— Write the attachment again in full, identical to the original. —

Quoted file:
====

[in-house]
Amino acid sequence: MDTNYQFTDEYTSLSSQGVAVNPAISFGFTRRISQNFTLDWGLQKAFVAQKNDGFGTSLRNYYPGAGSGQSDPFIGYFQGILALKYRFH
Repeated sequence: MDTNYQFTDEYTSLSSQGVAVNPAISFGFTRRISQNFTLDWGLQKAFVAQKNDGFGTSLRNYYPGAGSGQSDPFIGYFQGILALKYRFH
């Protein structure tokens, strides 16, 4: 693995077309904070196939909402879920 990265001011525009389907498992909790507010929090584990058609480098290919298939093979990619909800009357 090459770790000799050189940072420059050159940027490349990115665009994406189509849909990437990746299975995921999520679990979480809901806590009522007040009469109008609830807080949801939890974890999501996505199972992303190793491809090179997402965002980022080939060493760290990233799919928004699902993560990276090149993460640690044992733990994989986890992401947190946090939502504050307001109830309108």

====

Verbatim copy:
[in-house]
Amino acid sequence: MDTNYQFTDEYTSLSSQGVAVNPAISFGFTRRISQNFTLDWGLQKAFVAQKNDGFGTSLRNYYPGAGSGQSDPFIGYFQGILALKYRFH
Repeated sequence: MDTNYQFTDEYTSLSSQGVAVNPAISFGFTRRISQNFTLDWGLQKAFVAQKNDGFGTSLRNYYPGAGSGQSDPFIGYFQGILALKYRFH
């Protein structure tokens, strides 16, 4: 693995077309904070196939909402879920 990265001011525009389907498992909790507010929090584990058609480098290919298939093979990619909800009357 090459770790000799050189940072420059050159940027490349990115665009994406189509849909990437990746299975995921999520679990979480809901806590009522007040009469109008609830807080949801939890974890999501996505199972992303190793491809090179997402965002980022080939060493760290990233799919928004699902993560990276090149993460640690044992733990994989986890992401947190946090939502504050307001109830309108």